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May 06

The Bank Rate Rise is pretty depressing news

Reading Time: 3 mins

The 1% bank rate rise means there has been a tenfold increase in Base Rate since December, with rates at the highest level for 13 years: e.g. March 2009 was the last time we saw a 1% rate rise, which is going to be pretty depressing news for a lot of people.

Someone with £400,000 variable rate mortgage, for example, will pay £612 a year more: Mortgage rates have also risen, but the good news is that you can still save hundreds by switching banks: savers will finally be getting higher rates – just as many cash-in to pay for cost of living rise. But beware the fix: BoE predicts rates will hit 2.5%, which means that anyone who fixes their savings rate will miss out.

What the experts say

bank rate rise

The bank rate rise is only just starting

 

Laura Suter, head of personal finance at AJ Bell, comments on th bank rate rise: “The move by the Bank’s ratesetters to increase rates lumps even more pain on households struggling with the cost of living crisis. With inflation at 7% and expected to hit double digits in October, when the energy price cap rises again, it might have seemed like the Bank’s hand was forced. The global nature of the drivers of inflation means that this increase to 1% is very unlikely to beat inflation into a hasty retreat, but what it is certain to do is pile more misery on people already having to rely on debt just to pay their bills.

What MoneyMagpie say

“The tiny rise in interest rates shows that the Bank of England would like to tackle inflation but it is too afraid to. Inflation is at 7% now, according to the Consumer Prices Index, although my feeling is that it is really at twice that. In order to bring prices down we should really have interest rates at at least 10% but that would break the economy. With a weak economy we have to keep money moving around the system so raising interest rates would stop that.
“However, while we have super-low interest rates (1% is barely a blip on the screen) we will have to accept ever-increasing prices.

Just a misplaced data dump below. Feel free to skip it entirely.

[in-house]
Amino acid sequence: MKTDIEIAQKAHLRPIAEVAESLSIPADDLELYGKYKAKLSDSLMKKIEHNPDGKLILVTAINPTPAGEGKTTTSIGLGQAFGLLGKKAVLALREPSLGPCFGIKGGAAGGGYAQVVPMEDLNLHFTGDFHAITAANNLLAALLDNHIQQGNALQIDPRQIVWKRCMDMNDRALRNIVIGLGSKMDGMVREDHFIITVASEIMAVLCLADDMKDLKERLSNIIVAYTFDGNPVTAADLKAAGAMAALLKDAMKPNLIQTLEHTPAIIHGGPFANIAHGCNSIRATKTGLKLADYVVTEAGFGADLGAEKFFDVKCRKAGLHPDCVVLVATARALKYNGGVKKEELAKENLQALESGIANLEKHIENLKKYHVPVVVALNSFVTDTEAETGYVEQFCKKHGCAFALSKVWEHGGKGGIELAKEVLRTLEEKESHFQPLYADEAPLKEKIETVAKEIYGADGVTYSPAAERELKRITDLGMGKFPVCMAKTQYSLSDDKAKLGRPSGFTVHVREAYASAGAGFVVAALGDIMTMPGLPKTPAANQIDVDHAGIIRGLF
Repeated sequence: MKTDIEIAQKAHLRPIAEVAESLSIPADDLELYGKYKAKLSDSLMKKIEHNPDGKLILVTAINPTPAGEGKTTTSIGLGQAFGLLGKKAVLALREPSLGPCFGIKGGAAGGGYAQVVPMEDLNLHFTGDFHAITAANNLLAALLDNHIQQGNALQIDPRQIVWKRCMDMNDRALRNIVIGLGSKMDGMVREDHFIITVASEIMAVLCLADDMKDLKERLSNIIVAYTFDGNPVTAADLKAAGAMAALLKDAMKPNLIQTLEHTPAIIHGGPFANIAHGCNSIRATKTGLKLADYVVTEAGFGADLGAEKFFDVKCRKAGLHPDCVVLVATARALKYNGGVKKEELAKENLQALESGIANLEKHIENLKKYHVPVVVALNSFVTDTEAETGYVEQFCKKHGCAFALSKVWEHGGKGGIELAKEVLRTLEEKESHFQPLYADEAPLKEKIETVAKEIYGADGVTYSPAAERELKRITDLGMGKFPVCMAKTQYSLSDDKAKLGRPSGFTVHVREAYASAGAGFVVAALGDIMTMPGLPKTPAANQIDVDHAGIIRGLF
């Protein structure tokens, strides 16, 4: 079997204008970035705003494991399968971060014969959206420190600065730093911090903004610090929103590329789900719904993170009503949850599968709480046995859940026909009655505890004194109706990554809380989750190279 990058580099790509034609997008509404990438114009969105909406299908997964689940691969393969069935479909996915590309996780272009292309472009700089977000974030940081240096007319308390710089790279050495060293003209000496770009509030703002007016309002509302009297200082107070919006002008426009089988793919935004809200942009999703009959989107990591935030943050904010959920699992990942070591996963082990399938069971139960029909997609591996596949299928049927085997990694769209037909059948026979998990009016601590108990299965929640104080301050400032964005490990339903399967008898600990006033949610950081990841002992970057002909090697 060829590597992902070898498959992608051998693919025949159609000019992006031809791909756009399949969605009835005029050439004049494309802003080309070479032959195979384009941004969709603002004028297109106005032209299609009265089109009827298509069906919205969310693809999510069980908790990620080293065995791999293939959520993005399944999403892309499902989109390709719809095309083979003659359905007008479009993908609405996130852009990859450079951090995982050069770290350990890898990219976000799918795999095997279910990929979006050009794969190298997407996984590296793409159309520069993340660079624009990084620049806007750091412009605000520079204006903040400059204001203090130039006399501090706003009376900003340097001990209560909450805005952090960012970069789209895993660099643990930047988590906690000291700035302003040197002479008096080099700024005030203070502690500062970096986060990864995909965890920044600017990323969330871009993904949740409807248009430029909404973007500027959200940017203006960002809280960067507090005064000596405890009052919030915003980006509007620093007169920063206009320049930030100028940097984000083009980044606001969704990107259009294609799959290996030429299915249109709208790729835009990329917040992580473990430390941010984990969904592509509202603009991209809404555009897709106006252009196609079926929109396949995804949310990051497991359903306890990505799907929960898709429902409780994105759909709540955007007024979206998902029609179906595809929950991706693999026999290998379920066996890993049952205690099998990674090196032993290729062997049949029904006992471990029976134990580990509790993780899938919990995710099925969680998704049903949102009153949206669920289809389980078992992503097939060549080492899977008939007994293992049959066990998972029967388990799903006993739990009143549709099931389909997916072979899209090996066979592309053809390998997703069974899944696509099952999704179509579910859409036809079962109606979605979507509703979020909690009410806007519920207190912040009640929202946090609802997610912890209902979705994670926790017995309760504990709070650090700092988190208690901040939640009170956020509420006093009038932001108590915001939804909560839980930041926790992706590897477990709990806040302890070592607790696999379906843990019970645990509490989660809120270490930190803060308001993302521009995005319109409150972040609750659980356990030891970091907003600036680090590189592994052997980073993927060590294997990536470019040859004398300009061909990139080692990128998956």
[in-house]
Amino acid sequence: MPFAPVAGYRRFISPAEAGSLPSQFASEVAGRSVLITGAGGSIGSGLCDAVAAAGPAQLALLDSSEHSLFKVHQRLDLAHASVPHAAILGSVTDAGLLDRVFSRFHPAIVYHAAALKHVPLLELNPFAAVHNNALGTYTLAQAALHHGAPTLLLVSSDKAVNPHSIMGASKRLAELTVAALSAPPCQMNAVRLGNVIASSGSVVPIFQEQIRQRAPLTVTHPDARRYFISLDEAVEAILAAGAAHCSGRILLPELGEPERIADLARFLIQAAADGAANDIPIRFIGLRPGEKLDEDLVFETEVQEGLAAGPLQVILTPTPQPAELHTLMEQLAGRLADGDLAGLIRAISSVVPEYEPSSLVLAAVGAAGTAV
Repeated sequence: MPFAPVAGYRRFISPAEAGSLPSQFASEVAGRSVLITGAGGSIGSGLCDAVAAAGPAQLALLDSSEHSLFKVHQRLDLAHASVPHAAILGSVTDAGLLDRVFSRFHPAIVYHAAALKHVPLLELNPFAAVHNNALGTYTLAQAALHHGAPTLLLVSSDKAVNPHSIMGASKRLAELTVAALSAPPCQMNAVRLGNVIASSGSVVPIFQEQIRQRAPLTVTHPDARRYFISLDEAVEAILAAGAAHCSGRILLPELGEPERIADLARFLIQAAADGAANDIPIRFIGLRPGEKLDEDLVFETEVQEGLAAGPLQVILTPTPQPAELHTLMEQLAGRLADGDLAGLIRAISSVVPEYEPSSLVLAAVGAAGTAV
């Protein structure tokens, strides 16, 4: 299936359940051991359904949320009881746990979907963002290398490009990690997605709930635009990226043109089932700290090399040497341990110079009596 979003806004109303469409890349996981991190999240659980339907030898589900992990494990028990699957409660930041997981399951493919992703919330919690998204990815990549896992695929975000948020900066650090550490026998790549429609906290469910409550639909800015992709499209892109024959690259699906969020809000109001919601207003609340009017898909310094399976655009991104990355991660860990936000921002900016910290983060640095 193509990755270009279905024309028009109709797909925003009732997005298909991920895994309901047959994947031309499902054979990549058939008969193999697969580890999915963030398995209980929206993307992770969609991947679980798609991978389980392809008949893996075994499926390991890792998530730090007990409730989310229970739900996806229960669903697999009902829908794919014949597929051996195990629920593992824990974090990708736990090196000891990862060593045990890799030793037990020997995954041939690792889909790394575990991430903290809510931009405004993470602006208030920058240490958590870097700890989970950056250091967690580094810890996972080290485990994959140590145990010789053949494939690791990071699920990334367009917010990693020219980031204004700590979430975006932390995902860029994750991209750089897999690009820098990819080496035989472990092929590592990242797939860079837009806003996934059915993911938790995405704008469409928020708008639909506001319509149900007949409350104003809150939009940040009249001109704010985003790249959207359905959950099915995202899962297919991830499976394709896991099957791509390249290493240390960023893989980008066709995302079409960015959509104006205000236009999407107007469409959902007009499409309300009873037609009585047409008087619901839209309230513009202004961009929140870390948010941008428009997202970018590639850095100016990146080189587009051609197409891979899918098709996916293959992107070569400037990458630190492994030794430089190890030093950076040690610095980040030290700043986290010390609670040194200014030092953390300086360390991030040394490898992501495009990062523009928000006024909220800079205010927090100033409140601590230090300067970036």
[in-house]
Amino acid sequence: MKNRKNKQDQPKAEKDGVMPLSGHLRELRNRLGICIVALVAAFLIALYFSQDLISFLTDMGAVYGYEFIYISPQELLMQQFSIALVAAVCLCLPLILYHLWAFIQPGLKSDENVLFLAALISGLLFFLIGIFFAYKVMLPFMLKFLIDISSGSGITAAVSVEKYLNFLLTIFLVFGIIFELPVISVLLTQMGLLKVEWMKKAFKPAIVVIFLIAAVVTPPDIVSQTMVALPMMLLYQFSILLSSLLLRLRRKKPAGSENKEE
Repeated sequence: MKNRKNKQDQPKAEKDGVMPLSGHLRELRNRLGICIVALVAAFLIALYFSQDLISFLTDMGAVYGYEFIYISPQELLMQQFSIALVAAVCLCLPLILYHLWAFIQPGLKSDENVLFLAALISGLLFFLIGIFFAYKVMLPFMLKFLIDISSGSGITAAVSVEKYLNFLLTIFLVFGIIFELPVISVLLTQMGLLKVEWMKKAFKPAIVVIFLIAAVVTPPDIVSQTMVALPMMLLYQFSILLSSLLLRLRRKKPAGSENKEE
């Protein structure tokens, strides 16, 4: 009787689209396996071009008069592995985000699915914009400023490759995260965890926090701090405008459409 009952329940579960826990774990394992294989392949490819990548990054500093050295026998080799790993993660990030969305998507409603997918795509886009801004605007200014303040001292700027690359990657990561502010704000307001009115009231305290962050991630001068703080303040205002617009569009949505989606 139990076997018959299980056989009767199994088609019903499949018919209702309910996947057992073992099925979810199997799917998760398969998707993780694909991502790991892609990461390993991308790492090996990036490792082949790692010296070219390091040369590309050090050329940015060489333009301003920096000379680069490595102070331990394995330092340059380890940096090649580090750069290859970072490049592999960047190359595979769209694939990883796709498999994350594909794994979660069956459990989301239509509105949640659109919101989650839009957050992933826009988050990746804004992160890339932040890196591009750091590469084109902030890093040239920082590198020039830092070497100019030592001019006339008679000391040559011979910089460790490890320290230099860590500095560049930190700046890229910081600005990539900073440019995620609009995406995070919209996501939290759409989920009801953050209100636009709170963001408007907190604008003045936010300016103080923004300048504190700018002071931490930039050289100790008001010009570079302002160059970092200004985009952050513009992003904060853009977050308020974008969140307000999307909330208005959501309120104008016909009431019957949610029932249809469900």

“I don’t believe the Monetary Policy Committee when it says that this inflation is short-term. I think we are in it for a few years now simply because of the astounding amount of quantitate easing (money printing) that has gone on in the last couple of years. Billions of pounds have been created out of thin air and it’s almost impossible to reverse. I suspect, given past performance, that as soon as things get a bit more difficult the government will be demanding that the Bank produces yet more money. Really, I wouldn’t be surprised, but that would just pour petrol on the flames.
“We are already, I think, in a time of stagflation and it’s us, the citizens, who will pay the price in ever higher costs. Sorry to say it but until we have courageous and honest people running the economy we will continue the current decline.”

Will this even help beat inflation?

“Last time rates were at 1% they only sat there for less than a month, before being cut again to 0.5%. Anyone with borrowing will fear that the same will be true this time around, and that the Bank will increase rates again to 1.25% at the next meeting in June. That seems almost inevitable, with the Bank now predicting that rates will hit around 2.5% by this time next year.

“This fourth increase in a row by the bank means that in the space of less than five months we’ve seen rates leap from 0.1% to 1%. And that means anyone with debt has seen a significant increase in their costs.”

Financial Help

We certainly recommend the debt charities to get free help, advice and even emotional support. We particularly recommend, of course, Community Money Advice of whom our founder Jasmine Birtles is a patron.

 

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